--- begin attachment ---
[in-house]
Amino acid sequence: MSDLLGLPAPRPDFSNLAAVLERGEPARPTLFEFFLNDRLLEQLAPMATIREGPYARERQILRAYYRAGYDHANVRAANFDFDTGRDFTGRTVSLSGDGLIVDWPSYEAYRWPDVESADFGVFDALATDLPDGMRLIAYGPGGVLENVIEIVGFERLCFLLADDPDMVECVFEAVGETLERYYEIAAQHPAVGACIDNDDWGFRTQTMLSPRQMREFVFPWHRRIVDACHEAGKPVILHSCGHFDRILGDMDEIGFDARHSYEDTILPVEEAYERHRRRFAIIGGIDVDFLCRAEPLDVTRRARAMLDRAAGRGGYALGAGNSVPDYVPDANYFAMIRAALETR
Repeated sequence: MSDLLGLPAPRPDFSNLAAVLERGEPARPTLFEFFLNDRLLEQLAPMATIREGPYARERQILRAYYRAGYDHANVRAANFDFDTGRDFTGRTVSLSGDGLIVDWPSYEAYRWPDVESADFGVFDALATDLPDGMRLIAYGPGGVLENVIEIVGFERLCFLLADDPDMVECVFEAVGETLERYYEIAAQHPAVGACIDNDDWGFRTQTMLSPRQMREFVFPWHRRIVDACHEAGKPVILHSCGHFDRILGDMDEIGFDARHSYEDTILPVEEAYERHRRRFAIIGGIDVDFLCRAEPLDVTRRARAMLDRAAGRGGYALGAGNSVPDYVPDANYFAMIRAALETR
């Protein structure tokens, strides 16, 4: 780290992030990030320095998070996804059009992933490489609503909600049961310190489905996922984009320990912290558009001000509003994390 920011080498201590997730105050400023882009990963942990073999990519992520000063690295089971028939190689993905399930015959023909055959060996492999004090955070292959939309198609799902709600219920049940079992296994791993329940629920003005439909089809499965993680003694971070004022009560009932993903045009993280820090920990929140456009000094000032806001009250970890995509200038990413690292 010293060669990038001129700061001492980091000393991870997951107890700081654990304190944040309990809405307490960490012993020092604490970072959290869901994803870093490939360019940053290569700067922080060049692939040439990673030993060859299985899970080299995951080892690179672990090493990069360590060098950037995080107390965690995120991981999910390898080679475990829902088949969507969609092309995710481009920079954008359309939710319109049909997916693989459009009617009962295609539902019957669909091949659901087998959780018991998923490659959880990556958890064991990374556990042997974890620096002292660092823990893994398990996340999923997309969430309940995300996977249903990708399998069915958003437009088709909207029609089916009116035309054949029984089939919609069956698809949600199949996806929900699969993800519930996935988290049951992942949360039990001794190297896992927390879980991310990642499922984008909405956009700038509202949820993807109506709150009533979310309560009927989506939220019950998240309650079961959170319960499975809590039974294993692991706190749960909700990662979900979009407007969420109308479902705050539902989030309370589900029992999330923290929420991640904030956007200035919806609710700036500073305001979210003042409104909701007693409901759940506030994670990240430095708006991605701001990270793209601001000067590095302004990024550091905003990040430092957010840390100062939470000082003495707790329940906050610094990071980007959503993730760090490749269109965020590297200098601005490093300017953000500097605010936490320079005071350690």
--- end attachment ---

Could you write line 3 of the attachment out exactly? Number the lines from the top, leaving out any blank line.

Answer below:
Repeated sequence: MSDLLGLPAPRPDFSNLAAVLERGEPARPTLFEFFLNDRLLEQLAPMATIREGPYARERQILRAYYRAGYDHANVRAANFDFDTGRDFTGRTVSLSGDGLIVDWPSYEAYRWPDVESADFGVFDALATDLPDGMRLIAYGPGGVLENVIEIVGFERLCFLLADDPDMVECVFEAVGETLERYYEIAAQHPAVGACIDNDDWGFRTQTMLSPRQMREFVFPWHRRIVDACHEAGKPVILHSCGHFDRILGDMDEIGFDARHSYEDTILPVEEAYERHRRRFAIIGGIDVDFLCRAEPLDVTRRARAMLDRAAGRGGYALGAGNSVPDYVPDANYFAMIRAALETR